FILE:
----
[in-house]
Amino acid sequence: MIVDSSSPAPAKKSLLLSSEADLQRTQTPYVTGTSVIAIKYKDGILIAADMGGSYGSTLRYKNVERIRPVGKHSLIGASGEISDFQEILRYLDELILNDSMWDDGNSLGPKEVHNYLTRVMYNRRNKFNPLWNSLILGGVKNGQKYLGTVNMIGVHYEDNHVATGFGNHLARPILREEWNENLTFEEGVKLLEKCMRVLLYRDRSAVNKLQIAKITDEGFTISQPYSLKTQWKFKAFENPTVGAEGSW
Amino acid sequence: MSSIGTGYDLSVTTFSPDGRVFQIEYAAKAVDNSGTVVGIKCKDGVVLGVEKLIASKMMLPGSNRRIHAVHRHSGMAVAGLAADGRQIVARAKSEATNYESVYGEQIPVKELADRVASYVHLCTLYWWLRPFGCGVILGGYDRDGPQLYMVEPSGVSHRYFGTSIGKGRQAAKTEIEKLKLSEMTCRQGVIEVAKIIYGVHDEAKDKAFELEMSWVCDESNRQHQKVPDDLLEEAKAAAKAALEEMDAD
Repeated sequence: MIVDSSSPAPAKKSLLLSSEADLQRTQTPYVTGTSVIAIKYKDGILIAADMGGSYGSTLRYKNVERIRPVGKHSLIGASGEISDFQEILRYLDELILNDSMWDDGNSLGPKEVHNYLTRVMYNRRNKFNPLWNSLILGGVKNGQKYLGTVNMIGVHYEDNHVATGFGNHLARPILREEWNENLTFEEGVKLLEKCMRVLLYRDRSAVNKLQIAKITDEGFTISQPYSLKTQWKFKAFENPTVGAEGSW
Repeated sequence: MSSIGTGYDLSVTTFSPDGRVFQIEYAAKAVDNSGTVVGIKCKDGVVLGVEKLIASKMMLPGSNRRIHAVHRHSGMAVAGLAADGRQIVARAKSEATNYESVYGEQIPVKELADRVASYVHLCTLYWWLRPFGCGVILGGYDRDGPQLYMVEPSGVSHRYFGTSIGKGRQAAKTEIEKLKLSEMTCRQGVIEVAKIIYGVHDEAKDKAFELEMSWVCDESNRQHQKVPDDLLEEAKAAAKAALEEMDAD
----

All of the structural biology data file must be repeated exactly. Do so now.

[in-house]
Amino acid sequence: MIVDSSSPAPAKKSLLLSSEADLQRTQTPYVTGTSVIAIKYKDGILIAADMGGSYGSTLRYKNVERIRPVGKHSLIGASGEISDFQEILRYLDELILNDSMWDDGNSLGPKEVHNYLTRVMYNRRNKFNPLWNSLILGGVKNGQKYLGTVNMIGVHYEDNHVATGFGNHLARPILREEWNENLTFEEGVKLLEKCMRVLLYRDRSAVNKLQIAKITDEGFTISQPYSLKTQWKFKAFENPTVGAEGSW
Amino acid sequence: MSSIGTGYDLSVTTFSPDGRVFQIEYAAKAVDNSGTVVGIKCKDGVVLGVEKLIASKMMLPGSNRRIHAVHRHSGMAVAGLAADGRQIVARAKSEATNYESVYGEQIPVKELADRVASYVHLCTLYWWLRPFGCGVILGGYDRDGPQLYMVEPSGVSHRYFGTSIGKGRQAAKTEIEKLKLSEMTCRQGVIEVAKIIYGVHDEAKDKAFELEMSWVCDESNRQHQKVPDDLLEEAKAAAKAALEEMDAD
Repeated sequence: MIVDSSSPAPAKKSLLLSSEADLQRTQTPYVTGTSVIAIKYKDGILIAADMGGSYGSTLRYKNVERIRPVGKHSLIGASGEISDFQEILRYLDELILNDSMWDDGNSLGPKEVHNYLTRVMYNRRNKFNPLWNSLILGGVKNGQKYLGTVNMIGVHYEDNHVATGFGNHLARPILREEWNENLTFEEGVKLLEKCMRVLLYRDRSAVNKLQIAKITDEGFTISQPYSLKTQWKFKAFENPTVGAEGSW
Repeated sequence: MSSIGTGYDLSVTTFSPDGRVFQIEYAAKAVDNSGTVVGIKCKDGVVLGVEKLIASKMMLPGSNRRIHAVHRHSGMAVAGLAADGRQIVARAKSEATNYESVYGEQIPVKELADRVASYVHLCTLYWWLRPFGCGVILGGYDRDGPQLYMVEPSGVSHRYFGTSIGKGRQAAKTEIEKLKLSEMTCRQGVIEVAKIIYGVHDEAKDKAFELEMSWVCDESNRQHQKVPDDLLEEAKAAAKAALEEMDAD